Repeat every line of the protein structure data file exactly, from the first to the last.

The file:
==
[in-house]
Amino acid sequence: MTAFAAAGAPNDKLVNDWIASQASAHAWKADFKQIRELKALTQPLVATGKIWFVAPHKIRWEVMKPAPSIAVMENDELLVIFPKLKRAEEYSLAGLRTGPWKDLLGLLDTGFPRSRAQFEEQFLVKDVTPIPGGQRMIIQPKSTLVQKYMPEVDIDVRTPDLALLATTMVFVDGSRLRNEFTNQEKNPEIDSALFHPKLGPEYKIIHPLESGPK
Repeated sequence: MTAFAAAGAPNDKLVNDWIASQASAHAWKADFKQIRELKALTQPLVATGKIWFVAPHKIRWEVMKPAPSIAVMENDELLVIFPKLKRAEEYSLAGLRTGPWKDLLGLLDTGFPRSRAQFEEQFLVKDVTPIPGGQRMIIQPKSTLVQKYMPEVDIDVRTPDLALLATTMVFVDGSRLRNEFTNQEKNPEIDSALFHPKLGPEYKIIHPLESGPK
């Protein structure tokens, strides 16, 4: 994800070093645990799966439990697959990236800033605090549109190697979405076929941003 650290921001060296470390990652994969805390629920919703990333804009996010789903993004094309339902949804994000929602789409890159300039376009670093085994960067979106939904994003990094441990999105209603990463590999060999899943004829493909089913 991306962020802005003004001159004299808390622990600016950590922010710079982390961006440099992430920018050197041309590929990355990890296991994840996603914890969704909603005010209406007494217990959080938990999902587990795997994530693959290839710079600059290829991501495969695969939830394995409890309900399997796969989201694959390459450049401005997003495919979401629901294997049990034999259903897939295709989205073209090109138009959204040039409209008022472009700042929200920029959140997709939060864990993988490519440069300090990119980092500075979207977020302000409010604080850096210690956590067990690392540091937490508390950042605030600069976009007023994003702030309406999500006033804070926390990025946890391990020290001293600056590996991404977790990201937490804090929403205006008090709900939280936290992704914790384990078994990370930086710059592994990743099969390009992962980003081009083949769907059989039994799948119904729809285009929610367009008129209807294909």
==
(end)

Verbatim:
[in-house]
Amino acid sequence: MTAFAAAGAPNDKLVNDWIASQASAHAWKADFKQIRELKALTQPLVATGKIWFVAPHKIRWEVMKPAPSIAVMENDELLVIFPKLKRAEEYSLAGLRTGPWKDLLGLLDTGFPRSRAQFEEQFLVKDVTPIPGGQRMIIQPKSTLVQKYMPEVDIDVRTPDLALLATTMVFVDGSRLRNEFTNQEKNPEIDSALFHPKLGPEYKIIHPLESGPK
Repeated sequence: MTAFAAAGAPNDKLVNDWIASQASAHAWKADFKQIRELKALTQPLVATGKIWFVAPHKIRWEVMKPAPSIAVMENDELLVIFPKLKRAEEYSLAGLRTGPWKDLLGLLDTGFPRSRAQFEEQFLVKDVTPIPGGQRMIIQPKSTLVQKYMPEVDIDVRTPDLALLATTMVFVDGSRLRNEFTNQEKNPEIDSALFHPKLGPEYKIIHPLESGPK
């Protein structure tokens, strides 16, 4: 994800070093645990799966439990697959990236800033605090549109190697979405076929941003 650290921001060296470390990652994969805390629920919703990333804009996010789903993004094309339902949804994000929602789409890159300039376009670093085994960067979106939904994003990094441990999105209603990463590999060999899943004829493909089913 991306962020802005003004001159004299808390622990600016950590922010710079982390961006440099992430920018050197041309590929990355990890296991994840996603914890969704909603005010209406007494217990959080938990999902587990795997994530693959290839710079600059290829991501495969695969939830394995409890309900399997796969989201694959390459450049401005997003495919979401629901294997049990034999259903897939295709989205073209090109138009959204040039409209008022472009700042929200920029959140997709939060864990993988490519440069300090990119980092500075979207977020302000409010604080850096210690956590067990690392540091937490508390950042605030600069976009007023994003702030309406999500006033804070926390990025946890391990020290001293600056590996991404977790990201937490804090929403205006008090709900939280936290992704914790384990078994990370930086710059592994990743099969390009992962980003081009083949769907059989039994799948119904729809285009929610367009008129209807294909």